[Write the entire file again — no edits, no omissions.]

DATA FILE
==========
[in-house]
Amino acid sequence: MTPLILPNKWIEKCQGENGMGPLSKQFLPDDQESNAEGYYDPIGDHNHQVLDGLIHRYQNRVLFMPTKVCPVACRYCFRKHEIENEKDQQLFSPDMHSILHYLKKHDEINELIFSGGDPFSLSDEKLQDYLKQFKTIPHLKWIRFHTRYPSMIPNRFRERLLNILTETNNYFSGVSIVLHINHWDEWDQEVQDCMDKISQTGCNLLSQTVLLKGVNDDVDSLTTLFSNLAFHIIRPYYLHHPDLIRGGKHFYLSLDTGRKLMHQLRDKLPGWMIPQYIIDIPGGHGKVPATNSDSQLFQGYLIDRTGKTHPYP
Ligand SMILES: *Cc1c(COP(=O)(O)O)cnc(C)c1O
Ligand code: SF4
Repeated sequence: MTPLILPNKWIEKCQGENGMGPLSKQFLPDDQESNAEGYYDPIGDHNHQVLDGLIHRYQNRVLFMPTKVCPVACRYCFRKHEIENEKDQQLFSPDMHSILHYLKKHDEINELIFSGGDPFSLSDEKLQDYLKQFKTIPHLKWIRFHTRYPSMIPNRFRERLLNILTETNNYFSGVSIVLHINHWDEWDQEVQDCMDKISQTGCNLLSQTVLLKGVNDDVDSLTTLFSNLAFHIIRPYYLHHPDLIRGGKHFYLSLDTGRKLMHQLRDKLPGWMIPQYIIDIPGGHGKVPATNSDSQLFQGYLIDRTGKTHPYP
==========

[in-house]
Amino acid sequence: MTPLILPNKWIEKCQGENGMGPLSKQFLPDDQESNAEGYYDPIGDHNHQVLDGLIHRYQNRVLFMPTKVCPVACRYCFRKHEIENEKDQQLFSPDMHSILHYLKKHDEINELIFSGGDPFSLSDEKLQDYLKQFKTIPHLKWIRFHTRYPSMIPNRFRERLLNILTETNNYFSGVSIVLHINHWDEWDQEVQDCMDKISQTGCNLLSQTVLLKGVNDDVDSLTTLFSNLAFHIIRPYYLHHPDLIRGGKHFYLSLDTGRKLMHQLRDKLPGWMIPQYIIDIPGGHGKVPATNSDSQLFQGYLIDRTGKTHPYP
Ligand SMILES: *Cc1c(COP(=O)(O)O)cnc(C)c1O
Ligand code: SF4
Repeated sequence: MTPLILPNKWIEKCQGENGMGPLSKQFLPDDQESNAEGYYDPIGDHNHQVLDGLIHRYQNRVLFMPTKVCPVACRYCFRKHEIENEKDQQLFSPDMHSILHYLKKHDEINELIFSGGDPFSLSDEKLQDYLKQFKTIPHLKWIRFHTRYPSMIPNRFRERLLNILTETNNYFSGVSIVLHINHWDEWDQEVQDCMDKISQTGCNLLSQTVLLKGVNDDVDSLTTLFSNLAFHIIRPYYLHHPDLIRGGKHFYLSLDTGRKLMHQLRDKLPGWMIPQYIIDIPGGHGKVPATNSDSQLFQGYLIDRTGKTHPYP